Kennedy has been a longtime business associate of Dennis P. Farrell.
Farrell is listed as the president of Freedom Industries on the company's website, but was called only an "executive" by a woman who answered the phone at the company.
The two met in college, at West Virginia Institute of Technology in Montgomery, and went on to own at least two restaurants together.
They co-owned The Bank Bar and Grill, in Montgomery, and Tomahawks, in Jefferson.
In 2009 Freedom Industries was at risk of either going out of business or leaving its location on the Elk River, Farrell told the Charleston Daily Mail.
Sand, silt and mud had built up in the river, making it difficult for barges to travel the 2.5 miles from the company's river terminal to the Elk's confluence with the Kanawha.
But the river was dredged in 2009 by the U.S. Army Corps of Engineers, thanks to $400,000 from the federal stimulus.
"It could've put us out of business," Farrell told the Daily Mail about the undredged river. "At some point we wouldn't have been economically fit to run the facility. That's our claim to fame: the barges."
In 2008, Freedom Industries secured a contract to distribute a line of products called Talon that are used as a binder in coal processing, according to a news release issued at the time. Freedom distributed Talon to eight states, including West Virginia.
"We are excited to offer our customers inventive products like Talon that push past the status quo in coal recovery to bring profit and productivity benefits to mining preparation plants," Joshua Herzing, a Freedom executive, said in the press release.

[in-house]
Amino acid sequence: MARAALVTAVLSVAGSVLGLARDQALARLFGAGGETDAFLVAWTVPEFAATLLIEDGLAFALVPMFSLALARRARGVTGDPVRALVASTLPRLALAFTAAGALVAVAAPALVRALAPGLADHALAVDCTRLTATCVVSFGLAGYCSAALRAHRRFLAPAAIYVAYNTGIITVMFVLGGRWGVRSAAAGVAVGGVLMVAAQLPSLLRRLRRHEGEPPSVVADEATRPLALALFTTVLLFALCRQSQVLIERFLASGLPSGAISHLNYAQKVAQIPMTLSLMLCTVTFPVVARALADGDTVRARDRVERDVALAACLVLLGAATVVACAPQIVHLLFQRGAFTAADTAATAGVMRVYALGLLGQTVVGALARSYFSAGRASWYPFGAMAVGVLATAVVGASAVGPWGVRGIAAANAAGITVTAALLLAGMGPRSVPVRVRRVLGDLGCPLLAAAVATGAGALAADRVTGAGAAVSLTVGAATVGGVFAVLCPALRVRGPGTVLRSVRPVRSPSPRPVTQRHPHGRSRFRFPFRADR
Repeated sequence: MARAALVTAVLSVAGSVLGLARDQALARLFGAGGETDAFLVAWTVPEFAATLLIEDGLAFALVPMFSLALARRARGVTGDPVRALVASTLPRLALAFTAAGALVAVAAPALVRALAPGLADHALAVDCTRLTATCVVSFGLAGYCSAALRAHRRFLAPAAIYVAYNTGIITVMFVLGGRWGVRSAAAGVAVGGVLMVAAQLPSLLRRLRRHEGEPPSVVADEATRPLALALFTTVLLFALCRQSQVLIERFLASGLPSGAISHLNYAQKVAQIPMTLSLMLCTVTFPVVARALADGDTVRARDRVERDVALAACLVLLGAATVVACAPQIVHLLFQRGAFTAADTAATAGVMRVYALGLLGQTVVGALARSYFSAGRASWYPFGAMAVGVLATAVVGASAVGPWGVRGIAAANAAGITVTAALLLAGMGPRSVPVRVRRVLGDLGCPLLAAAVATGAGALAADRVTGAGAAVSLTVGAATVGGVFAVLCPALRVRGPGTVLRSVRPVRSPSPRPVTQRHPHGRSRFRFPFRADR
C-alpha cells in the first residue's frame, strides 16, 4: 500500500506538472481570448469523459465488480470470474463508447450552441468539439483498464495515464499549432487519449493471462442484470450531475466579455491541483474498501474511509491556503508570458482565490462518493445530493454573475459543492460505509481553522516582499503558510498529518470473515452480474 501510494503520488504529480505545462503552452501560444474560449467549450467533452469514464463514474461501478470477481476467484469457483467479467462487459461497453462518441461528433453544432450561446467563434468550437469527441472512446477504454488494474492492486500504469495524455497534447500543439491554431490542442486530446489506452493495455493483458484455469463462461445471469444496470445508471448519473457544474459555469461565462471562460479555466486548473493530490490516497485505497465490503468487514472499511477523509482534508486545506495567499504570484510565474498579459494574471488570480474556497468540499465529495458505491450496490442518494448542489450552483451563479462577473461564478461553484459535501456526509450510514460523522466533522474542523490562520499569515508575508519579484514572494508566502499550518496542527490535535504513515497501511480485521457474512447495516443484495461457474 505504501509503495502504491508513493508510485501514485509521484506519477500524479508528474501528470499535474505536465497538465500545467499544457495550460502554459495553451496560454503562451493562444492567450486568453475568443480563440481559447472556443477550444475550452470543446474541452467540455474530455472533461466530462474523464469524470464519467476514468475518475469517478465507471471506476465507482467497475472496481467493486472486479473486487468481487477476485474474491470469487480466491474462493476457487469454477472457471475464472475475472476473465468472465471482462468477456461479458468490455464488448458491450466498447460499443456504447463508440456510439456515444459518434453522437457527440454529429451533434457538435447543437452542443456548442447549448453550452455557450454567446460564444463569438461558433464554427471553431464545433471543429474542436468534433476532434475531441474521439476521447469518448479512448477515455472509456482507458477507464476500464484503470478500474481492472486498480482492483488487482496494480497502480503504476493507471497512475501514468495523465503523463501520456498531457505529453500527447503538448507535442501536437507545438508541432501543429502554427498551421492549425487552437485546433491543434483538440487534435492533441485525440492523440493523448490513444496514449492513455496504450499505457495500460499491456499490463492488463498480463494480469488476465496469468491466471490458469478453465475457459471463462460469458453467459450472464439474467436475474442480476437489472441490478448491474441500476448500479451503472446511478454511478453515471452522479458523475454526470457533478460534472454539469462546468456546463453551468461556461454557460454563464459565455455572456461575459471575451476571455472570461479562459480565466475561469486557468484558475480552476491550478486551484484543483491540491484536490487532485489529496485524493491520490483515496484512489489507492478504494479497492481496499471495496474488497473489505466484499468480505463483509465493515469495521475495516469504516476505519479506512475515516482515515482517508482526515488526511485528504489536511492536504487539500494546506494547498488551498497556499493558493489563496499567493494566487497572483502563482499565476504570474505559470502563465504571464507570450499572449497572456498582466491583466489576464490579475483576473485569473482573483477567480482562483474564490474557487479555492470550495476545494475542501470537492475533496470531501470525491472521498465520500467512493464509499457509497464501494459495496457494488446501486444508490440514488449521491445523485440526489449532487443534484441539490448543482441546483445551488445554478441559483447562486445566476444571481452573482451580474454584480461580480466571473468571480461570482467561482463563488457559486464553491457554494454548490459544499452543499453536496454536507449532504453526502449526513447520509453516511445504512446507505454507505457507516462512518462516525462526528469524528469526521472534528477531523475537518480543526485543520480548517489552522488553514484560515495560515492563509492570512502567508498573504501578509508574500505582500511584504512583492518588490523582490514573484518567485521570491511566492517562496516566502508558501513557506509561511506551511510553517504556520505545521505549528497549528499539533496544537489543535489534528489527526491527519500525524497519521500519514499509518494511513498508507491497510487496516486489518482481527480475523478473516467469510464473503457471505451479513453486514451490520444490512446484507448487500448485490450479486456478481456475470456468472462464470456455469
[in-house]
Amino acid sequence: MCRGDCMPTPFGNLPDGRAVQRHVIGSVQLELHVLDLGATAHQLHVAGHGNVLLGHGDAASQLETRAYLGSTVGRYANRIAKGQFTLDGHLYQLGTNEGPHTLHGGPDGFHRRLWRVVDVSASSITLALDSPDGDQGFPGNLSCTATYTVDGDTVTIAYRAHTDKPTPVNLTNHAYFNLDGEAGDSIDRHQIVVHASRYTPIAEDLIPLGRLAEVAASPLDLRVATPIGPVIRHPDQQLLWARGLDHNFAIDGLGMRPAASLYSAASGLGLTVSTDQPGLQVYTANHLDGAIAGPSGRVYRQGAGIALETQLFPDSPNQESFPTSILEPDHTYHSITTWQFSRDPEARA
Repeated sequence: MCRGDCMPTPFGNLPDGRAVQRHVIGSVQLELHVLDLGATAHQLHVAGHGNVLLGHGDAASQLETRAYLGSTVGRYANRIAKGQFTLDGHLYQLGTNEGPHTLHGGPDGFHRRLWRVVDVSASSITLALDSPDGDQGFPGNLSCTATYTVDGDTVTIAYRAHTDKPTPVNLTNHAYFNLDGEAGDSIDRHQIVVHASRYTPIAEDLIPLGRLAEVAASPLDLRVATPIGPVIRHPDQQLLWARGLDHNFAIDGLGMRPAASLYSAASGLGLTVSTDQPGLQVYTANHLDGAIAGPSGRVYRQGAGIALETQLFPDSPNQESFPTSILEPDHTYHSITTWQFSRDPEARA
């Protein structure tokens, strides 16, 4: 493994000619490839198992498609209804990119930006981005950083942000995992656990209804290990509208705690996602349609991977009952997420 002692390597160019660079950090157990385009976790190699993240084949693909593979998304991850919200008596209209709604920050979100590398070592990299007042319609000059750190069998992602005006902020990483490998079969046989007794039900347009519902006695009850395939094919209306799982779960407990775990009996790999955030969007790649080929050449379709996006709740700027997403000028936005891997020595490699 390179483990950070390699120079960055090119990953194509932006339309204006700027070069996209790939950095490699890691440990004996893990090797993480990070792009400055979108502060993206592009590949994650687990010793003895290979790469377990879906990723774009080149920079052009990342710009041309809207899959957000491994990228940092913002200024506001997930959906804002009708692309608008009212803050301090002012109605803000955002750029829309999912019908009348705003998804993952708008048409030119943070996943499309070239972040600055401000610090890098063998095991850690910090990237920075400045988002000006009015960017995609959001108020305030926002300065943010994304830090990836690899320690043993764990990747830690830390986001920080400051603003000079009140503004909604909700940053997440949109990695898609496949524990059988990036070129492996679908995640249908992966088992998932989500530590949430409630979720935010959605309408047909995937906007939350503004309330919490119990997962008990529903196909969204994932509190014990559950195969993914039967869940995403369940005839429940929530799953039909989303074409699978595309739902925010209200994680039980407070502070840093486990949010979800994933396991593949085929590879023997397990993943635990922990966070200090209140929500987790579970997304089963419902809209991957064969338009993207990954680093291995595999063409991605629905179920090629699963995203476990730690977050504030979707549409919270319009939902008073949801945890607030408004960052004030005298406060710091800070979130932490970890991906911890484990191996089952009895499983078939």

Talon is made by Georgia-Pacific Chemicals LLC. Georgia-Pacific is owned by the billionaire industrialists Charles and David Koch.
The Koch brothers have, through a conservative group called Americans for Prosperity, spent millions of dollars campaigning against a wide array of environmental regulations.
On Saturday, Americans for Prosperity set up a water distribution site at Columbia Gas in Charleston.
Since Friday night's news conference, the only public statement from anyone connected with Freedom came from Kathy Stover-Kennedy, Farrell's fiancé.
On her personal Facebook page, Stover-Kennedy asked for empathy for Freedom executives, and said that she had showered and brushed her teeth with the contaminated water and she was "just fine."
Stover-Kennedy is Carl Kennedy's ex-wife, according to Gazette archives and a business associate of Kennedy's who asked not to be named.
Also associated with Freedom Industries, is J. Clifford Forrest, who is listed as "manager" of Etowah River Terminal and Poca Blending on the merger document submitted to the secretary of state.
Forrest is the president of Rosebud Mining, a Pennsylvania-based coal company.
In late 2010, Rosebud was sued by the federal Mine Safety and Health Administration because they were allegedly providing advanced notice to miners of coming inspections, violating the Mine Safety and Health Act of 1977.
Forrest also owns The Lodge at Glendorn, a luxury resort in northern Pennsylvania.
Southern, Kennedy, Farrell and Forrest did not return requests for comment.
Reach David Gutman at david.gut...@wvgazette.com or 304-348-5119.